5. 5. Preclinical Endpoints Effected By Immunotherapy with3D6, the Murine Precursor of BapineuzumabNeuritic  3D6: Very similar to AN1792-induceddystrophy antibodies  Binds amino-terminus of Ab, but not APPAstrogliosis  Recognizes both plaques and soluble forms of AbNeutralizatio  Chronic efficacy testing in PDAPP mousen of model of ADneurotoxic  Treatment and prevention models, followingAb species chronic therapyVascular  Positive on broad spectrum of efficacy end-pointsAmyloid
    6. 6. Principles of Drug Development Exemplified inAb Targeted Immunotherapy Access to target organ  CNS:Plasma exposure of drug Target engagement  Biological readout of drug activity Translational medicine  Preclinical clinical observation
    7. 7. Access of drug to target organ 10000 7500 cpm/gm tissue• Peak accumulation of binding occurred ~14 d post injection and remains stable up to 27 5000 days 2500• Accumulation continues even as antibody serum levels drop over two weeks 0  The 125I-3D6 tHippocampus in Cortexbrain than in the serum Cerebellum 1/2 is longer 2 7 the 14 21 27 2 7 14 21 27 2 7 14 21 27 Day post-injection Bard et al., 2010“Unique Brain PK Properties of 3D6 and Bapineuzumab Depend on Cerebral Amyloid Load in PDAPP Transgenic Mice” P4-406, ICAD 2010
    8. 8. Target Engagement Elevation of plasma Ab via prolongation of t1/2  Seubert et al (2007), Neurodegenerative Dis. 5:65-71;  Gray et al. (2007) Neuroreport 18: 293 Mobilization of deposited central Ab  Pre-clinical: dose dependent increased vascular Ab, microhemorrhage  Wilcock 2004) J Neuroinflammation 1:24  Racke (2005)J Neurosci 25:629  Schroeter (2008) J Neurosci 28:6787  Clinical: Vasogenic edema/ ARIA  Sperling (2012) The Lancet: DOI 10.1016/S1474-4422(12)70015-7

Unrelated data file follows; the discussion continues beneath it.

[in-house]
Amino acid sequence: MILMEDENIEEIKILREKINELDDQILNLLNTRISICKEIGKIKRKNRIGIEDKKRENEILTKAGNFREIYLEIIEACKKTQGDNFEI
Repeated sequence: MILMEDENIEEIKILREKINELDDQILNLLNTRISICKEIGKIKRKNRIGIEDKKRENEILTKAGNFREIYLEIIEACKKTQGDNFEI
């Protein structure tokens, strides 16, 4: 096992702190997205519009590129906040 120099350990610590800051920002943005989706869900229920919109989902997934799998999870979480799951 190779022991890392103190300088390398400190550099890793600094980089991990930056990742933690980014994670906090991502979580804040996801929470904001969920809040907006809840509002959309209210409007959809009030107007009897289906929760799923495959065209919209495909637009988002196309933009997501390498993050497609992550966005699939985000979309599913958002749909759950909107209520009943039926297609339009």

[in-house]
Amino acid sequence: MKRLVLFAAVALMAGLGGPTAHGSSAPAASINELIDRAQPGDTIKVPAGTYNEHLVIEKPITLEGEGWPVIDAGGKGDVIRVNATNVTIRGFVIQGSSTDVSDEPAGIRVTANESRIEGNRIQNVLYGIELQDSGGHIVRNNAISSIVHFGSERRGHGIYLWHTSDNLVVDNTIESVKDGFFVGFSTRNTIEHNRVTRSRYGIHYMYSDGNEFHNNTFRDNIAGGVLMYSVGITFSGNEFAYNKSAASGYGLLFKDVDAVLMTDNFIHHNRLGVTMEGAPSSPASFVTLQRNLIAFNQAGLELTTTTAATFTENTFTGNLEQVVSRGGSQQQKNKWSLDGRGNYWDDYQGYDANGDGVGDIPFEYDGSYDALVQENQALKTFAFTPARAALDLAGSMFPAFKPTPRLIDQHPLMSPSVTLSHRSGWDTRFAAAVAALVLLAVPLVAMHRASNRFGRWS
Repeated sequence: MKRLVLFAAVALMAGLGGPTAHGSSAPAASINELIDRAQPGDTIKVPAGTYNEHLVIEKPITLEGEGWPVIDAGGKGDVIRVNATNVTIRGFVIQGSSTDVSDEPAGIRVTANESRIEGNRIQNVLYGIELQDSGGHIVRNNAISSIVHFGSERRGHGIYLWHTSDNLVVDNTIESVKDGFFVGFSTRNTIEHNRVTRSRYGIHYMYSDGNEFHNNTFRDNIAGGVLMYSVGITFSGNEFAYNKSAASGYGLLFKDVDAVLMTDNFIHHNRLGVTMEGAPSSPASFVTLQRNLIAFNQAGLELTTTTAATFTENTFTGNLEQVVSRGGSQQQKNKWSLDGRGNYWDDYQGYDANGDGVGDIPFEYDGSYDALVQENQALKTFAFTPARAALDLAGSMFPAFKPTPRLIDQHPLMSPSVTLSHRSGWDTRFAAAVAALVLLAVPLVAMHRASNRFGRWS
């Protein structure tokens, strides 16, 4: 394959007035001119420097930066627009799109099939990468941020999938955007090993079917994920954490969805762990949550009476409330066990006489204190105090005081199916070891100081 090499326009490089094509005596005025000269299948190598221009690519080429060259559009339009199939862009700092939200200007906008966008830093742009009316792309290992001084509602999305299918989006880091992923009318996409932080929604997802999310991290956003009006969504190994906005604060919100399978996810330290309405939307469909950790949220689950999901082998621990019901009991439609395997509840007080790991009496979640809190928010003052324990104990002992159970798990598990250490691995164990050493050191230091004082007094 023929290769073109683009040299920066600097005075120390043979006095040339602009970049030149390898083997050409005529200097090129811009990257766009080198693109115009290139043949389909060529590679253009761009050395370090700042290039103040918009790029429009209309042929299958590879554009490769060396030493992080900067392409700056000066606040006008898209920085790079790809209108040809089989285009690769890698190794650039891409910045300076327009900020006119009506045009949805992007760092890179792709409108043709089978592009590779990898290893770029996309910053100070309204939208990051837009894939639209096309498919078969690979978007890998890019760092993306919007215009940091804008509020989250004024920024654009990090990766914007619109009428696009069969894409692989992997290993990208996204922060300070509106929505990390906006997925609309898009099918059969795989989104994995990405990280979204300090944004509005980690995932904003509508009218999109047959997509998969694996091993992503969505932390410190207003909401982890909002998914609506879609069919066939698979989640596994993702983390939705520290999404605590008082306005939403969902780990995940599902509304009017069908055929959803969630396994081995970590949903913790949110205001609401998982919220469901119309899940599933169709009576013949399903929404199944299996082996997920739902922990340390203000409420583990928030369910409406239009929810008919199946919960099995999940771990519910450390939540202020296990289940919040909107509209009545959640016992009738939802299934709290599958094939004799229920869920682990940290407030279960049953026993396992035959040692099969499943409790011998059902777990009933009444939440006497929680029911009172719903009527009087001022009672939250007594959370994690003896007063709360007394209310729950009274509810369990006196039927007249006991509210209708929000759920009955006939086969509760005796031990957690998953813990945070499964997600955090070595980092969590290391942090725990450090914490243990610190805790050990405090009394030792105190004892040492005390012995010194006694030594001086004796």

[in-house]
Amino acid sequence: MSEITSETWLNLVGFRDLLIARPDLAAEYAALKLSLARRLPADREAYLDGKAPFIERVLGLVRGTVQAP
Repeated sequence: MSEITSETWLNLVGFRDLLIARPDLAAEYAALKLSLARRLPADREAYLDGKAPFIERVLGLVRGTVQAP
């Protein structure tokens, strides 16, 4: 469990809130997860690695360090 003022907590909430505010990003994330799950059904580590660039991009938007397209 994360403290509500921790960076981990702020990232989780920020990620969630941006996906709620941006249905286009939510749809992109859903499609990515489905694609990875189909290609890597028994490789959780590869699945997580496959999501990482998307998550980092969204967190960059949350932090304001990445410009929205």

9. 9. Clinical translation of pre-clinicalObservations 1. Ab ImmunizedReductio PDAPP Micen of Ab  Schenk, D. (1999) Nature 400:173amyloid 2. AN 1792 (A-beta)pathology Immunized patients Nicoll, J et al. (2006) J. Exp. Neurol. &in brain  Exp. Neur. 65:1040 3. Bapineuzumab Treated patient  Rinne, JO (2010) Lancet Neurol. 9:363
    10. 10. A proliferation of biologics in preclinical discovery for neurodegenerative disease Immunotherapy Engineered BiologicsImmunotherap (mAbs, Fc-Fusions, etc.)y AD (Ab Tau, BACE); PD (a-Syn);TargetedDelivery viaEngineeredBiologics
    11. 11. Tau ImmunotherapyEfficacy on taupathology andbehavior end-points followingactive andpassive Rxtargeting PHFtau epitope inFTD mousemodelSub-cellularlocalization ofinternalizedAntibody inbrain slicemodel
    12. 12. “Prionoid” agents inNeurodegenerative DiseaseTransmissablepathogenicelement, e.g.tau, supportsrationale forimmuno-therapy withantibodyantagonist
    13. 13. Case by case opportunities employing TargetedDelivery Antagonist antibody targeting BACE, a traditional small molecule target